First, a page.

Connect with us

Hi, what are you looking for?

CleanTechnica
Haiti is ideally suited to clean, renewable solar power. 10Power, founded by Sandra Kwak, is charting a path forward for solar in her country.

Fossil Fuels

10Power Leads Haiti Toward A Sustainable Future Powered By Solar Energy

Haiti is ideally suited to clean, renewable solar power. 10Power, founded by Sandra Kwak, is charting a path forward for solar in her country.

The island of Hispaniola in the Caribbean is a perfect candidate for sociologists to study. On the eastern end is the Dominican Republic, which has a robust economy made possible in part because virtually every household and business is connected to the electrical grid. On the western end is Haiti, which is one of the poorest countries in the western hemisphere. Less than 40% of Haiti’s 11 million residents has access to the electrical grid. Even those who do find it unreliable with frequent outages.

10Power founder Sandra Kwak (right)

Haiti has been the victim of an unending string of natural disasters, including hurricanes, floods, and earthquakes. Thanks to the effect of a warming climate, the severity and frequency of major storms are both increasing. In 2016, Hurricane Matthew wiped out agricultural farms in South Haiti, which prior to that year brought 74% of the country’s new jobs. Haiti’s plight prompted president Donald Trump to show off the full extent of his ability to feel compassion for other human beings last year when he included Haiti in his list of “shithole countries” whose citizens should be banned from entering the US.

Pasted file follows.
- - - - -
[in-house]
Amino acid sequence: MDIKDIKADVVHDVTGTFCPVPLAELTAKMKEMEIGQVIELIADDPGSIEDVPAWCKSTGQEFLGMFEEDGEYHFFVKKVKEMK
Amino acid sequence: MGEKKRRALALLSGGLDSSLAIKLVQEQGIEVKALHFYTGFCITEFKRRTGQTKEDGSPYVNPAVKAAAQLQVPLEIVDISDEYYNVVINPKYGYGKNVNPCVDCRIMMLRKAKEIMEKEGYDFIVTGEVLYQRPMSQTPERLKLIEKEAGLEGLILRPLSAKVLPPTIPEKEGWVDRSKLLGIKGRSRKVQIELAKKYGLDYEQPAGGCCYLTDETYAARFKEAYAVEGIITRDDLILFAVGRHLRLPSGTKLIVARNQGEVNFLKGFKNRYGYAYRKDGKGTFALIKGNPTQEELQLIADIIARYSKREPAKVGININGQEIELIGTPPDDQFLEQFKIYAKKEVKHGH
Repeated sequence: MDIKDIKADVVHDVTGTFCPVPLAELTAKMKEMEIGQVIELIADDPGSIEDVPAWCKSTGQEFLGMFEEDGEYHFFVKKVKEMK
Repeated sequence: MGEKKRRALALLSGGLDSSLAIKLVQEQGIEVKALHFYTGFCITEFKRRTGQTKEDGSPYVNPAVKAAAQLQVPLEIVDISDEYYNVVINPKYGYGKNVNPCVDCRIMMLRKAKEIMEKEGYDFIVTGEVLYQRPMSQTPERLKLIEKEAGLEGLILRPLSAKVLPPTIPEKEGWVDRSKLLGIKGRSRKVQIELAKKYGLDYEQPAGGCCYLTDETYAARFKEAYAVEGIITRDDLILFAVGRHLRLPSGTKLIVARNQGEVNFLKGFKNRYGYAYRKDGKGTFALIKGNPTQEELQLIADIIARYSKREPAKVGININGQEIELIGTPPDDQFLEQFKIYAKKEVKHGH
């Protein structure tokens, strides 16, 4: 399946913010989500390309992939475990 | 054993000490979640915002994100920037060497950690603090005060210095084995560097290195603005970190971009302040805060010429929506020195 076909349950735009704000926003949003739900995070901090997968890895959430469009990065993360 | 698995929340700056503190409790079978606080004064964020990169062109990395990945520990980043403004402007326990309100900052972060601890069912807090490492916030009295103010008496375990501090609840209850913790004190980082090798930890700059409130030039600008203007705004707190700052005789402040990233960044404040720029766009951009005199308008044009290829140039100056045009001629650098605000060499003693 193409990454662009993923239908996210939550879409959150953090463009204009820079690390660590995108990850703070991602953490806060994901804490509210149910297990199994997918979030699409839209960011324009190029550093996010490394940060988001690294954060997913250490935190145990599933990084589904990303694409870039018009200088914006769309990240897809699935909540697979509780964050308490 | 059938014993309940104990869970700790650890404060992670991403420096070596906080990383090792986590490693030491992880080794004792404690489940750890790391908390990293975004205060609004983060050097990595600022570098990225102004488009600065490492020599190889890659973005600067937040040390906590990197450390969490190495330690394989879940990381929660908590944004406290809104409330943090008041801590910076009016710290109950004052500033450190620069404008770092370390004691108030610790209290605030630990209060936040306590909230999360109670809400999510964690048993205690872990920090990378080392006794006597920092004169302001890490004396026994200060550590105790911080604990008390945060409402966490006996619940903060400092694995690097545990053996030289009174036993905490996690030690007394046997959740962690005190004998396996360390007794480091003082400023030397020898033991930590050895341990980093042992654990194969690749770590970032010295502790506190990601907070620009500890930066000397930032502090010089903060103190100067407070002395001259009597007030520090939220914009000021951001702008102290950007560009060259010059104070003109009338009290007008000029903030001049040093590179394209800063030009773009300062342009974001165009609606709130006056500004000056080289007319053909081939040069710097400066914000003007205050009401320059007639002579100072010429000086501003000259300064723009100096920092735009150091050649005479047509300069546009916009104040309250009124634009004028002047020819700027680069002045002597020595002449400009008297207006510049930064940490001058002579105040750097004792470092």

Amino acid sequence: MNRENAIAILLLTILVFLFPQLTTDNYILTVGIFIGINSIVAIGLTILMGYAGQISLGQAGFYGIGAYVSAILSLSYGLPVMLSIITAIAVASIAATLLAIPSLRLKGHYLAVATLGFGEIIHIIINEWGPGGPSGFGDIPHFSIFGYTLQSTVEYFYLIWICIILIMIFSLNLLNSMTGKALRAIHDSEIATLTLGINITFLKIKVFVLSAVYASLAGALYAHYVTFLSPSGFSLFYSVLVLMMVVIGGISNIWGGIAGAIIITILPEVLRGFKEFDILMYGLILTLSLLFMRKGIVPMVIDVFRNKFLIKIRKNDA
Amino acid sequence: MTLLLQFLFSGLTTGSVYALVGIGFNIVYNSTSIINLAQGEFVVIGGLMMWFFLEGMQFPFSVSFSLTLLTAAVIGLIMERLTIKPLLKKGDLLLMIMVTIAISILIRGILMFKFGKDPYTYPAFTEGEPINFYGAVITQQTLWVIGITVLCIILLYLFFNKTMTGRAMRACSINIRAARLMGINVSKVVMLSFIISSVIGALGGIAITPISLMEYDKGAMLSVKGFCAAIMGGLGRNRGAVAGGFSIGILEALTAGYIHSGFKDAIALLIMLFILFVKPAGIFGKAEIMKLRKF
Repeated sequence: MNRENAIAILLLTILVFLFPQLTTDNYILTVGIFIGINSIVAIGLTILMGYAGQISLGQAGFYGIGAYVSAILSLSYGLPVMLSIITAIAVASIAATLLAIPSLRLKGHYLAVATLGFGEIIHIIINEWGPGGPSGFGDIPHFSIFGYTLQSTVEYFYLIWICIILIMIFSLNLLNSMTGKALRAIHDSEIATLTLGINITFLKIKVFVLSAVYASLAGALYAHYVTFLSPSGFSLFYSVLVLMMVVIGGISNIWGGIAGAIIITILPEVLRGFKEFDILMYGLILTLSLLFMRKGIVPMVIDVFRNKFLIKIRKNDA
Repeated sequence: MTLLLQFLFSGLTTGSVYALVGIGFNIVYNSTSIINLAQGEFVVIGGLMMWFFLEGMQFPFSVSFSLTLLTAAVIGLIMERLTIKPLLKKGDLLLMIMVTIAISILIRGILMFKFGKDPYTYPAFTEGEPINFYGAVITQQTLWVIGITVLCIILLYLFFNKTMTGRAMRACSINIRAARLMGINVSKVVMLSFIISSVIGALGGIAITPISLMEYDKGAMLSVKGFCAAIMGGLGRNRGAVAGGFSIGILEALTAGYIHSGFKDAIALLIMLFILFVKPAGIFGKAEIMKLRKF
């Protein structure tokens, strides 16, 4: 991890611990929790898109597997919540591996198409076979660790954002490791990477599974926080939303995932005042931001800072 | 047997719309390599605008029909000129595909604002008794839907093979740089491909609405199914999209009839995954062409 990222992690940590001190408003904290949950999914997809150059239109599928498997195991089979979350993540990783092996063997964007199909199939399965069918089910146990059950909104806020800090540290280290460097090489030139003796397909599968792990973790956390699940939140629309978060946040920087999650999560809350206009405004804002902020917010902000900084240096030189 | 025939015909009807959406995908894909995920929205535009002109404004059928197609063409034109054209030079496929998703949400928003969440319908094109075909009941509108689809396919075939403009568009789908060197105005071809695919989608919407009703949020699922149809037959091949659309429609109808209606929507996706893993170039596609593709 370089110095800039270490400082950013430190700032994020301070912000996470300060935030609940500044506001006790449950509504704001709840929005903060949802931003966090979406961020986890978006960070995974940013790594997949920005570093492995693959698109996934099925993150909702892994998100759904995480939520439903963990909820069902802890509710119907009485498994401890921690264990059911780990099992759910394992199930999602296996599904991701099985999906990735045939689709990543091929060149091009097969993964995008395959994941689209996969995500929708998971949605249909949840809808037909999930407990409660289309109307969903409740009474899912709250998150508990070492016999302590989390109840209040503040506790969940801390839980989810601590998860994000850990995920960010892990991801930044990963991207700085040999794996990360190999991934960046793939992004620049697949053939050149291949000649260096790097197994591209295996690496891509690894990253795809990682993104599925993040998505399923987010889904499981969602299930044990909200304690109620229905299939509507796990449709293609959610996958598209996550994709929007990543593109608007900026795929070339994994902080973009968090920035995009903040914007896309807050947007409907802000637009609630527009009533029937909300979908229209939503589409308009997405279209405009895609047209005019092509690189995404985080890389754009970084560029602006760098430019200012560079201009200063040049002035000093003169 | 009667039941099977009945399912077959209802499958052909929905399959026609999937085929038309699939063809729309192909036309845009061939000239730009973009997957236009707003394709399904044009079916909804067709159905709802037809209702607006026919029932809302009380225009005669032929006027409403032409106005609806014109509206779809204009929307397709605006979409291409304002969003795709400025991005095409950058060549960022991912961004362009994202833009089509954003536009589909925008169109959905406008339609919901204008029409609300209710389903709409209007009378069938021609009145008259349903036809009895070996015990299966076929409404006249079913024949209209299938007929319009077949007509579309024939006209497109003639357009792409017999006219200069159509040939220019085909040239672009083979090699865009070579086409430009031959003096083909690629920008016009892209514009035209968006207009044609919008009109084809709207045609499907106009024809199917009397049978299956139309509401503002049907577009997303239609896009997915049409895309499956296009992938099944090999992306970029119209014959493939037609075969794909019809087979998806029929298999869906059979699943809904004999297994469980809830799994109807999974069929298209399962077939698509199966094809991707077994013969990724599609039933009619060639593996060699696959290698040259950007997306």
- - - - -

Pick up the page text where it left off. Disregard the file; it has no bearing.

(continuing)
Against this backdrop of misery and pain, one entrepreneur is seeking to build a system of sustainable solar power for the island. Sandra Kwak is the founder of 10Power, an organization that is promoting a collaborative public/private partnership approach to solar energy. “Our goal is to provide affordable, reliable renewable energy that will save businesses money and create jobs. Distributed renewable energy has the potential to increase resiliency, prosperity, and power sustainable development,” says Kwak.